Car production in the UK plunged by 20 percent in the first six months of 2019 with 666,521 vehicles produced – down from 834,573 in the first half of 2018. The number of new cars registered in the UK fell for the fifth consecutive month in in July, down 4.1 percent on July last year with 157,000 new cars sold. Yet British car buyers purchased almost three times as many electric cars as they did one year ago. Just over 14,000 battery electric cars were sold (up over 70 percent) while electric hybrid sales plunged by almost one third to 16,687.

More than 80 percent of British cars are exported. About 1.7 million cars were manufactured in the UK last year with an estimated 60 percent of their components coming from abroad, making the industry’s supply chains uniquely vulnerable to a no-deal Brexit. This year it is expected that 1.4 million cars will be built in the UK – with lower estimates at 1.1 million if the no-deal Brexit results in production stoppages. The fear of that outcome is one reason why investment in the UK automotive sector sunk to near zero in the first half of 2019. The total of £23 million invested was described as “pitiful” by the Society of Motor Manufacturers and Traders (SMMT) which compiled the data.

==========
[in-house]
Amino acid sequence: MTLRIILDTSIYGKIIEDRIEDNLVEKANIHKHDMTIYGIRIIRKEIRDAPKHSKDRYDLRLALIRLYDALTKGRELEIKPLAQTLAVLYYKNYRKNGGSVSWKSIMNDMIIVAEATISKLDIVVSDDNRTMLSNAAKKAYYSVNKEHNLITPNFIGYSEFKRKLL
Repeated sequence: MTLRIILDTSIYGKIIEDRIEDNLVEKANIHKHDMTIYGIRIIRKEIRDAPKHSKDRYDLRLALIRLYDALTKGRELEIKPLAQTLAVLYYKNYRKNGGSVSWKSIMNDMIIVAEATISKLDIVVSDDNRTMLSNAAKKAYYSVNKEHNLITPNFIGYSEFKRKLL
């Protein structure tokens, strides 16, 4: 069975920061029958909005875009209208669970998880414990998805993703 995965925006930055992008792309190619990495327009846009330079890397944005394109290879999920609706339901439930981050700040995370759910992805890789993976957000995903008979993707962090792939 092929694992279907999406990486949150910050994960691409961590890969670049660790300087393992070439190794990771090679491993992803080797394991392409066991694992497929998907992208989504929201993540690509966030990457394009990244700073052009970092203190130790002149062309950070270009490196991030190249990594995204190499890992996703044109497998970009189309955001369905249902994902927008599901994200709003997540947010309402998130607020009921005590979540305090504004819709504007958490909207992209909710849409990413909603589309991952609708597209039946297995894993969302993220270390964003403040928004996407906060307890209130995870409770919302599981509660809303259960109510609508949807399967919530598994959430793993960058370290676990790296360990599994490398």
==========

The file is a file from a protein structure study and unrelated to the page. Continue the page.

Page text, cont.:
Some analysts suggest that for every one job that goes on the production line another five jobs are lost in the supply chain. That probably does not reflect the effects of robotisation; but it is of note that Michelin warned at the end of last year that almost 900 jobs would go at its Dundee plant.

The impact of a no-deal Brexit

At the luxury end, sales are not likely to be impacted materially by a no-deal or “disorderly” Brexit. If Rolls Royces and Bentleys face a 10 percent import levy, that will not make too much difference to well-healed European buyers – and most of their exports go further afield anyway, for example to the Gulf states.